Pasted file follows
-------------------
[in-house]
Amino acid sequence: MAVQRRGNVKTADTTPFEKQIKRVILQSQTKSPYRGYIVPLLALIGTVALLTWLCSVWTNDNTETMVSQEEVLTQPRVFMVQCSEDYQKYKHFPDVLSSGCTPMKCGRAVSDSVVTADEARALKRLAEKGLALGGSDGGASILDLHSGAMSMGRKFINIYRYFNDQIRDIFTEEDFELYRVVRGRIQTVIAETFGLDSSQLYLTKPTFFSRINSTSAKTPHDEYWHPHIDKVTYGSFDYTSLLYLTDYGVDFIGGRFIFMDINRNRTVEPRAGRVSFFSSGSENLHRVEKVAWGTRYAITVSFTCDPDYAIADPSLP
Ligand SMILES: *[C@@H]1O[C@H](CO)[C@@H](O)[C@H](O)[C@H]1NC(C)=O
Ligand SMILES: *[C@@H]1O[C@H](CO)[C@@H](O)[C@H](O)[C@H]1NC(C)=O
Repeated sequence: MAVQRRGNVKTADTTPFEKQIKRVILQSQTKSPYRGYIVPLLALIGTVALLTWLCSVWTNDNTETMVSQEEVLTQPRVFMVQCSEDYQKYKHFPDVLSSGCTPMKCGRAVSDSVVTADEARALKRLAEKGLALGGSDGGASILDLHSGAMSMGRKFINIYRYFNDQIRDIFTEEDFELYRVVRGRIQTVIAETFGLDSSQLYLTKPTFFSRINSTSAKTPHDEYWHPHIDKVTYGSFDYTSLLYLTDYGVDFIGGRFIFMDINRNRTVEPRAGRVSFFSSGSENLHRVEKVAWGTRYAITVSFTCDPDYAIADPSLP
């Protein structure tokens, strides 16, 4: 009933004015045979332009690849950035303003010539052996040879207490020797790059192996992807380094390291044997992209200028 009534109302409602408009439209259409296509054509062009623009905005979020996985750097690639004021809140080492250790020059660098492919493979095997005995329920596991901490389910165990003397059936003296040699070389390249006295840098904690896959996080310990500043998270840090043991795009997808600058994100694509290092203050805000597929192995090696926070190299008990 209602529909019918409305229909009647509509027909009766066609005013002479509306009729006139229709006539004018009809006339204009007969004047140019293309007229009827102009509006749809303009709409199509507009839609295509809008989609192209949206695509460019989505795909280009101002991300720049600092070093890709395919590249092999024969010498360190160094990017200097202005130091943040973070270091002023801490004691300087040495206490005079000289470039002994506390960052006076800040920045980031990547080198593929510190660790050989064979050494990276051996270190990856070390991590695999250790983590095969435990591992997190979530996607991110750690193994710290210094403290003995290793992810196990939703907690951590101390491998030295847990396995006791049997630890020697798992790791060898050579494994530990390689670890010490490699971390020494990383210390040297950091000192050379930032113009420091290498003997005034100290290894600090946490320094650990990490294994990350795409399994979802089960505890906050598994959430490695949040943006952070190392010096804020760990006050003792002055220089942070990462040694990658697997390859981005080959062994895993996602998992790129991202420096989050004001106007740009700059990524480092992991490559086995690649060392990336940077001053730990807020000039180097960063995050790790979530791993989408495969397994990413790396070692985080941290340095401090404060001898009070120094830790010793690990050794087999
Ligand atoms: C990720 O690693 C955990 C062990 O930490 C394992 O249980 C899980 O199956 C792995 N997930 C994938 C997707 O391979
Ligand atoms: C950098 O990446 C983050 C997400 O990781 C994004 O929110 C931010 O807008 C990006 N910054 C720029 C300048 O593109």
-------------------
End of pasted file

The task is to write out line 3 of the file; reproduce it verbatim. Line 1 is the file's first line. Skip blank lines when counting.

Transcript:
Ligand SMILES: *[C@@H]1O[C@H](CO)[C@@H](O)[C@H](O)[C@H]1NC(C)=O